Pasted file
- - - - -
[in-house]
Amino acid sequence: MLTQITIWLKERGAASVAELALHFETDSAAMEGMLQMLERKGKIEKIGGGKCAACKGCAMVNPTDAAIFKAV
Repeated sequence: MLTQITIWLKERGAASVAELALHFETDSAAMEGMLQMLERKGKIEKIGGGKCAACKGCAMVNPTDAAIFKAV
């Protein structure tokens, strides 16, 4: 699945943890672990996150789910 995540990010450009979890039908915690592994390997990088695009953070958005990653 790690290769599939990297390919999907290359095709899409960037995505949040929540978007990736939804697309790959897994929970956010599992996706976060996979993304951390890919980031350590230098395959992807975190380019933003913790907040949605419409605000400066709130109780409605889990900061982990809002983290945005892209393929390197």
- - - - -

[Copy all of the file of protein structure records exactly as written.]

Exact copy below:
[in-house]
Amino acid sequence: MLTQITIWLKERGAASVAELALHFETDSAAMEGMLQMLERKGKIEKIGGGKCAACKGCAMVNPTDAAIFKAV
Repeated sequence: MLTQITIWLKERGAASVAELALHFETDSAAMEGMLQMLERKGKIEKIGGGKCAACKGCAMVNPTDAAIFKAV
């Protein structure tokens, strides 16, 4: 699945943890672990996150789910 995540990010450009979890039908915690592994390997990088695009953070958005990653 790690290769599939990297390919999907290359095709899409960037995505949040929540978007990736939804697309790959897994929970956010599992996706976060996979993304951390890919980031350590230098395959992807975190380019933003913790907040949605419409605000400066709130109780409605889990900061982990809002983290945005892209393929390197």